Children are free spirits sensitive to many outside influences, especially religious influence. Religions have begun to strengthen their child involvement; this is why they have begun placing more emphasis on children ministries. If religion is a major part of a child’s life, it will shape who a child becomes and how the child is raised. Religion directly affects how a child grows up and how they perceive people and situations in their life after their childhood. In order to understand how religion affects a child, it is important to view the various situations through a variety of religious perspectives and approaches. As suggested by Don Browning, in Children and Childhood in American Religions, “A careful investigation of religions in a comparative analysis can significantly advance contemporary attitudes toward children and provide a richer basis for concerted public action on their behalf” (12-13).
In Salvation, a short story by Langston Hughes, he depicts how religion affected his entire life. Hughes describes his aunts’ church during their revival, along with how the entire congregation “rocked with prayer and song” however, he still “kept waiting to see Jesus” (Hughes). Hughes never did see Jesus, but he got up and went to the altar anyway. He felt the pressure of an entire congregation and as a child; he felt he had no other choice than to pretend. The congregation inadvertently pressured Hughes into joining the church. Peter Pufall, in the book Rethinking Childhood, stated, “Throughout history religions have looked to children for the survival of both the community of faith and the faith itself” (57). In Hughes’s case, the overwhelming power of the church and the fear of going to the alter affected the rest of his life, so much so that he became an atheist.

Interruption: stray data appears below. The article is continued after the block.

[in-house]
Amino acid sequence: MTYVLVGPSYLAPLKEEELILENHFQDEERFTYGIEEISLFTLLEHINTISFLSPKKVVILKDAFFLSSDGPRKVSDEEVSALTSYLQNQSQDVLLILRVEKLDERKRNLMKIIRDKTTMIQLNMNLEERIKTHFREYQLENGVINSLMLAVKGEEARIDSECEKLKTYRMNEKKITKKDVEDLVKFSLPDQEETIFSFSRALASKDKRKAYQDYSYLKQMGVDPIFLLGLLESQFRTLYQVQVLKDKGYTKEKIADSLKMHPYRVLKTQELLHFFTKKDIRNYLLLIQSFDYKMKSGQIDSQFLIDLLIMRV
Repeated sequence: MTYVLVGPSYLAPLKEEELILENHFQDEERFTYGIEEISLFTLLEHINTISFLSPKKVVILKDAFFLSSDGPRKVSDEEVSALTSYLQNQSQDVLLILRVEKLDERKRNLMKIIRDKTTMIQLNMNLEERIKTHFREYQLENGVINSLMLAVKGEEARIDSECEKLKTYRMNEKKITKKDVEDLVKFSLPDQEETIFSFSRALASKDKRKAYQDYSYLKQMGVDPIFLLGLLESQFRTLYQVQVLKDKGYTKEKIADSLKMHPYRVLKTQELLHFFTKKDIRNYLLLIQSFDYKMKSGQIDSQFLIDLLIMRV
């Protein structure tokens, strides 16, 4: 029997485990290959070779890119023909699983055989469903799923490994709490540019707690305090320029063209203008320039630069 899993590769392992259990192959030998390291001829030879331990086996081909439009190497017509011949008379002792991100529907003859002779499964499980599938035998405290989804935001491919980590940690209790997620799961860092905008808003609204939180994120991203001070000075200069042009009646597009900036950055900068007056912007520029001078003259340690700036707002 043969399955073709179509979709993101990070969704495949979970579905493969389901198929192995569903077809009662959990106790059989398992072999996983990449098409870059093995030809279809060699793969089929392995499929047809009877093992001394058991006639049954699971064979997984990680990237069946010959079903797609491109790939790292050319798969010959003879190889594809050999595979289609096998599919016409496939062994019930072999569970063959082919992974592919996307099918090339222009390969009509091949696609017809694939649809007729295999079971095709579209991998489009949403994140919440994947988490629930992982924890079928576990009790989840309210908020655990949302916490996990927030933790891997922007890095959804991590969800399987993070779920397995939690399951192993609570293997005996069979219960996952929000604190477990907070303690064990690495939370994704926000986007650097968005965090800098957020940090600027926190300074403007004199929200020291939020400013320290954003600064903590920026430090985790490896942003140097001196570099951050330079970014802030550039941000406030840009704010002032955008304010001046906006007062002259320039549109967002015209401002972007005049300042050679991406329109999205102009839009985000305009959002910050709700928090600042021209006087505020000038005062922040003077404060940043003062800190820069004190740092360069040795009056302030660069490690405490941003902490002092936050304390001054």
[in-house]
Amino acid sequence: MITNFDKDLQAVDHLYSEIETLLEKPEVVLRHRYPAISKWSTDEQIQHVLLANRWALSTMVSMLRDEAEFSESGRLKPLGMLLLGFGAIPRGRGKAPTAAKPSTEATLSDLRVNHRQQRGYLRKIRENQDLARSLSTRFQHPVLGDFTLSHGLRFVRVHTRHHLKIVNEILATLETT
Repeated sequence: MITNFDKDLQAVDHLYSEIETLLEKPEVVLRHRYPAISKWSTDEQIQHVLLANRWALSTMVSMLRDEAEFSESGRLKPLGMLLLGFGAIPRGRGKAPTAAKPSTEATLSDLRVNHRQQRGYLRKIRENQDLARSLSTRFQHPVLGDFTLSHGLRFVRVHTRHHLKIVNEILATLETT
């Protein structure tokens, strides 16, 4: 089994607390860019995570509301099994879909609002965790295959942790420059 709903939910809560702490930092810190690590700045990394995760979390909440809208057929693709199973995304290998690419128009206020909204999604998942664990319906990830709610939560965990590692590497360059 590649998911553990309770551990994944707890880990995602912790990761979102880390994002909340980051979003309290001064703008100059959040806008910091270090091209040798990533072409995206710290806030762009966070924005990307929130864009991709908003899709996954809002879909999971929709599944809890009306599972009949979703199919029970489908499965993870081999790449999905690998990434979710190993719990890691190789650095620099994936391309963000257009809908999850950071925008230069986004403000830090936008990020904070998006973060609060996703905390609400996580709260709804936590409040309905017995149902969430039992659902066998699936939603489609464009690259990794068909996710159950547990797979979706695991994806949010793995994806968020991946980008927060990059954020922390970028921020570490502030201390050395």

Religions can drastically affect how children are raised and who they become later in life through the importance of education, family dynamics, and traditions. Browning argues that, “even though childhood has distinct biological parameters, societies and social groups construct the meaning and nature of childhood to a considerable extent around powerful… religious ideas” (4). These societies and social groups are affecting all parts of children’s lives, particularly their education. Education is an important part of many religions; some apply more emphasis than others do. Either way children are subjected to the pressures of completing high levels of education.
Children subjected to the stress of academic achievement are the products of religious influence. The pressures of doing well in school are a major characteristic of religion. Religions are resolute and controlling when it comes to their prospective followers getting the best education possible. Wanting to control all aspects of a child’s life is common in many religions. They go as far as creating their own private schools to ensure that their children are properly educated. Browning confirms, stating, “Religions with...